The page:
People management includes negotiating skills, both for ensuring you receive the best price for your work, managing staff, reconciling differences and ensuring your team work in harmony with each other and your customers. Effective persuasion skills are also important as a professional; you may have a clear vision of what might not work regardless of a customer’s desires and can persuade them to achieve the best result with their natural and financial resources.

3. Problem Solving Skills

Having good judgment and decision making skills are called for when working as a gardener. You will need to be able to consider relative costs of a garden project and relay the benefits of any potential actions so you and your clients will make the most appropriate decisions based on garden size, budget, time of year etc.

Complex problem solving is a skill that benefits all professionals; as a gardener you will need to identify potential problems, review the situation clearly and evaluate options and solutions and implement these accordingly.

4. Mechanical Skills/Machinery Knowledge

You will be required to have knowledge of various machinery and tools, their design, limitations, uses, maintenance and repair. You will need to carry out maintenance on equipment, including determining the kind of and time of maintenance needs. Correct equipment selection required to carry out each gardening job is important to determine correct quotes and ensure ease of delivery. Being aware of gauges, dials and other equipment indicators will be needed to keep machinery in working order.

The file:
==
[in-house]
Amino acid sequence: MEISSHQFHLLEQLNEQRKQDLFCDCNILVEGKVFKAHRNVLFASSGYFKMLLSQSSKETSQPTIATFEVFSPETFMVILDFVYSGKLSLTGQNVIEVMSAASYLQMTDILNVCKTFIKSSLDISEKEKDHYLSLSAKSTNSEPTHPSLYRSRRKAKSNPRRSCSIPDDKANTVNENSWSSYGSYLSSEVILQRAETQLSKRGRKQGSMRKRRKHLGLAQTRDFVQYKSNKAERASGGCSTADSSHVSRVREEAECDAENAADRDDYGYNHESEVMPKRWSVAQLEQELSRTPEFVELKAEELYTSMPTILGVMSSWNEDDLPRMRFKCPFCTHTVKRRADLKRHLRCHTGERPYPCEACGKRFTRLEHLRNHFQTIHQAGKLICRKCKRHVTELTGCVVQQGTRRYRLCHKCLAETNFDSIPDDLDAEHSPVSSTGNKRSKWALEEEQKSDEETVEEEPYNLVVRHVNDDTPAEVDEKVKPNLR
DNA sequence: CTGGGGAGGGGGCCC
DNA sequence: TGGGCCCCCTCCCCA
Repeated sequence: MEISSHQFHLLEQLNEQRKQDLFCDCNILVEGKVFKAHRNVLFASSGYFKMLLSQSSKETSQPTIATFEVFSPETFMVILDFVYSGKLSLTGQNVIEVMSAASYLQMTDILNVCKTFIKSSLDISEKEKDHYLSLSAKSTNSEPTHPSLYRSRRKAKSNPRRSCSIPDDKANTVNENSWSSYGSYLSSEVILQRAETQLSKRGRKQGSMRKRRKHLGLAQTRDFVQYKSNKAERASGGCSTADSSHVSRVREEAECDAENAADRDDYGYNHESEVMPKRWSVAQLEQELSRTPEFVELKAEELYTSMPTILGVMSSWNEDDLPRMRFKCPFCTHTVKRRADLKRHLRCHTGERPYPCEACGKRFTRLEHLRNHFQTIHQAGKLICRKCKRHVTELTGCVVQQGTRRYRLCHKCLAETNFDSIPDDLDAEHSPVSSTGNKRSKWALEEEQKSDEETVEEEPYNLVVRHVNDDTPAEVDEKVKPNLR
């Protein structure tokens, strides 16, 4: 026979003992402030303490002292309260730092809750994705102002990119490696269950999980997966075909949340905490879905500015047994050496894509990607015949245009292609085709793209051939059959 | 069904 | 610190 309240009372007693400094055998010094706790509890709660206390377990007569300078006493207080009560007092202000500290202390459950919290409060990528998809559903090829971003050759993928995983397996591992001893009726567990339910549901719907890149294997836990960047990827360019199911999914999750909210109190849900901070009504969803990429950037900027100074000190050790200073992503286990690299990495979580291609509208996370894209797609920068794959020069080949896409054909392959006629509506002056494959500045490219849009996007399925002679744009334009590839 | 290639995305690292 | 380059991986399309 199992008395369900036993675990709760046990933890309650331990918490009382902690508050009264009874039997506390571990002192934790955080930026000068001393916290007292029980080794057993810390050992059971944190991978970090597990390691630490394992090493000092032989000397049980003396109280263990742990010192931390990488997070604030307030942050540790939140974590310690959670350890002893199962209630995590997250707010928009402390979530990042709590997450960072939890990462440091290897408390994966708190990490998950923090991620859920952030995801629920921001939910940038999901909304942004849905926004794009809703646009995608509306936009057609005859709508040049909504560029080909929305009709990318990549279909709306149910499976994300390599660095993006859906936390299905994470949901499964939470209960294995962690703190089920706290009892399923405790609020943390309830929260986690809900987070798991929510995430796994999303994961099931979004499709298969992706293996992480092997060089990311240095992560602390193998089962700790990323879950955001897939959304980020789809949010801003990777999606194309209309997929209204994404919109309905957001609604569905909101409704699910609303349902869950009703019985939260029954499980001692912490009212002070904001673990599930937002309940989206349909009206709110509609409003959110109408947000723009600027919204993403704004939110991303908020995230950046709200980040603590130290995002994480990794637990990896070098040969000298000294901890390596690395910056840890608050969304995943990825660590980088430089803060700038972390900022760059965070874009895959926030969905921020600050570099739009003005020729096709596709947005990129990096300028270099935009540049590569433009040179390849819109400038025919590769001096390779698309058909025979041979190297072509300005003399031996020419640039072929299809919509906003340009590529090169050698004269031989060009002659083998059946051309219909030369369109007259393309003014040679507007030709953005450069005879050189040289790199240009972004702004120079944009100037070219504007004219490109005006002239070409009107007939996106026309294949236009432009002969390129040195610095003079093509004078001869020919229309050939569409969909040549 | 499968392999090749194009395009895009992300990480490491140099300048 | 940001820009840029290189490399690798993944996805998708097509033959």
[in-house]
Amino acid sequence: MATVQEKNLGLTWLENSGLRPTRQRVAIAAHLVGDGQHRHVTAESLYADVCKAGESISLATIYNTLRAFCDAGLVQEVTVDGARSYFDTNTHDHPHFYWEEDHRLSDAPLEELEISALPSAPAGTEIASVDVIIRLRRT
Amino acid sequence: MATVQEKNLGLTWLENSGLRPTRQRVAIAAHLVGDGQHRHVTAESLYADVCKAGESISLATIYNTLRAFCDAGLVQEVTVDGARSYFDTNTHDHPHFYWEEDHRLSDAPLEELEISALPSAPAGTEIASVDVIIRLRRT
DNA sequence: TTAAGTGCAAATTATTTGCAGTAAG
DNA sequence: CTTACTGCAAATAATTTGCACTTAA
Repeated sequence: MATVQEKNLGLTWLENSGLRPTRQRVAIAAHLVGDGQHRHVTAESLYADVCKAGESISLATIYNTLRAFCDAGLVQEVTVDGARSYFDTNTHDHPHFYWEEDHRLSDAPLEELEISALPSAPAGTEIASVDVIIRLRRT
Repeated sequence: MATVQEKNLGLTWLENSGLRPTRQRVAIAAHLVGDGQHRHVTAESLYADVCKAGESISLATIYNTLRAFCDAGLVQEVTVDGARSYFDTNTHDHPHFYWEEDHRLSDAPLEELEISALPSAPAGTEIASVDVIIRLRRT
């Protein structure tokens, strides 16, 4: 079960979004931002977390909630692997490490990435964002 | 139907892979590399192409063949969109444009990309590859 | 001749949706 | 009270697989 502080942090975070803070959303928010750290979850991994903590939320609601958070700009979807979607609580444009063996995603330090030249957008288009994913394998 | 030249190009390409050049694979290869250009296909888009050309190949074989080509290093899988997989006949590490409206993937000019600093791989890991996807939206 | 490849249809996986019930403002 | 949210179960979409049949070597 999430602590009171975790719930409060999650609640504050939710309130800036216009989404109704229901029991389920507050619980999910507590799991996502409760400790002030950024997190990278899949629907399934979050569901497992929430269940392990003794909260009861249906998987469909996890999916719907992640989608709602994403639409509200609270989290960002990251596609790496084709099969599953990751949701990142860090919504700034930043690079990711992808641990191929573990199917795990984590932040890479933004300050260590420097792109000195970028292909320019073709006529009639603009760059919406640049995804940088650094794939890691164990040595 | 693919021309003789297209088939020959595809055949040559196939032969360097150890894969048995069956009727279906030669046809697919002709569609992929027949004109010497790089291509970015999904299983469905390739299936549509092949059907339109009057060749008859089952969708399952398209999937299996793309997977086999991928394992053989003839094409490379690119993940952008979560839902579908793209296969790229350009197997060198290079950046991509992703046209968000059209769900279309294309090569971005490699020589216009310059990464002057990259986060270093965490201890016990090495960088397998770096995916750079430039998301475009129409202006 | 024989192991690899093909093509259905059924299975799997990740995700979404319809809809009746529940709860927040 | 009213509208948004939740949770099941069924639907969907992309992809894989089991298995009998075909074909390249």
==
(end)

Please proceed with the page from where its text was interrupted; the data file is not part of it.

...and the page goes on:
5. Basic Maths /Analytic Skills

Designing a garden requires basic mathematical skills: you will need to know which mathematical method or formula you will need to determine certain requirements and measurements. Figuring out how much fertilizer to use, or how much lime to apply to varying sized gardens or plots is one example. Taking measurements for where to dig drainage systems, plant certain crops or install fencing are other areas where mathematics comes into play.

6. Comprehension/Learning Skills

Reading comprehension skills are important for understanding the implications of the various products, knowing how much to use, in what situations to ensure optimal plant health. Active learning is important to understand new information, new guidelines and dangerous materials that may be used. You will need to keep abreast of current guidelines by continuous active learning.

7. Physical Skills/Coordination

Body strength is important for carrying out manual gardening work; the ability to use your lower back and abdominal muscles to support various parts of your body repeatedly and continuously over long periods of time. This includes dexterity, the ability to move your hands quickly, to manipulate and assemble objects as you go about your working day. Depth perception is important in gardening, as is arm-hand steadiness for continuous periods of time without fatigue. This is also true of dynamic strength, muscular endurance and resistance to muscular fatigue due to repeated movements for long periods.

In addition to these skills, creativity is vital; the ability to visualise the end result. It is important that you can offer unique, original ideas and an ability to develop creative strategies to implement these ideas.